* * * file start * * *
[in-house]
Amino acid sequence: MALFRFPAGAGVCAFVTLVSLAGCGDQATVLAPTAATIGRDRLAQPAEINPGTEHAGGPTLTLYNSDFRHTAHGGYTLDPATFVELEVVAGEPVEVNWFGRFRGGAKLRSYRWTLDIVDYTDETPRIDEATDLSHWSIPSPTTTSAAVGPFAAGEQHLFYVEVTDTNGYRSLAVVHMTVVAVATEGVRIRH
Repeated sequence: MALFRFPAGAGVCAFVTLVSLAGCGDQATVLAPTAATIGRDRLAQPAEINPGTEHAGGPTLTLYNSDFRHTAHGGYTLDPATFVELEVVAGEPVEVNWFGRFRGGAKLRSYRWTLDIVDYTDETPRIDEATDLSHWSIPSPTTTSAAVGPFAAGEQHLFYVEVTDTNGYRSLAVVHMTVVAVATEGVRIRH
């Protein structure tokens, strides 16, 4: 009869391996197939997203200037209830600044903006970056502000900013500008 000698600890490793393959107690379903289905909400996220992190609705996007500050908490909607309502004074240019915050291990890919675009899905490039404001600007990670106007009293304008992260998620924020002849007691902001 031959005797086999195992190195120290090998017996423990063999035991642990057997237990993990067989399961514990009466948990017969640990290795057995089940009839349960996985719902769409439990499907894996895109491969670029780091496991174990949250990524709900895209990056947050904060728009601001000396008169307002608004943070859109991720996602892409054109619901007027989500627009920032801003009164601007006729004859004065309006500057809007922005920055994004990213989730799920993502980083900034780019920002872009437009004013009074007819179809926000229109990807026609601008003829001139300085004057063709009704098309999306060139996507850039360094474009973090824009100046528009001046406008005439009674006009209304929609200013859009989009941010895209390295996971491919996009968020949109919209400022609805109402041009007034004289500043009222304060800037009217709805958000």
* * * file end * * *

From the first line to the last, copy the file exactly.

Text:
[in-house]
Amino acid sequence: MALFRFPAGAGVCAFVTLVSLAGCGDQATVLAPTAATIGRDRLAQPAEINPGTEHAGGPTLTLYNSDFRHTAHGGYTLDPATFVELEVVAGEPVEVNWFGRFRGGAKLRSYRWTLDIVDYTDETPRIDEATDLSHWSIPSPTTTSAAVGPFAAGEQHLFYVEVTDTNGYRSLAVVHMTVVAVATEGVRIRH
Repeated sequence: MALFRFPAGAGVCAFVTLVSLAGCGDQATVLAPTAATIGRDRLAQPAEINPGTEHAGGPTLTLYNSDFRHTAHGGYTLDPATFVELEVVAGEPVEVNWFGRFRGGAKLRSYRWTLDIVDYTDETPRIDEATDLSHWSIPSPTTTSAAVGPFAAGEQHLFYVEVTDTNGYRSLAVVHMTVVAVATEGVRIRH
């Protein structure tokens, strides 16, 4: 009869391996197939997203200037209830600044903006970056502000900013500008 000698600890490793393959107690379903289905909400996220992190609705996007500050908490909607309502004074240019915050291990890919675009899905490039404001600007990670106007009293304008992260998620924020002849007691902001 031959005797086999195992190195120290090998017996423990063999035991642990057997237990993990067989399961514990009466948990017969640990290795057995089940009839349960996985719902769409439990499907894996895109491969670029780091496991174990949250990524709900895209990056947050904060728009601001000396008169307002608004943070859109991720996602892409054109619901007027989500627009920032801003009164601007006729004859004065309006500057809007922005920055994004990213989730799920993502980083900034780019920002872009437009004013009074007819179809926000229109990807026609601008003829001139300085004057063709009704098309999306060139996507850039360094474009973090824009100046528009001046406008005439009674006009209304929609200013859009989009941010895209390295996971491919996009968020949109919209400022609805109402041009007034004289500043009222304060800037009217709805958000």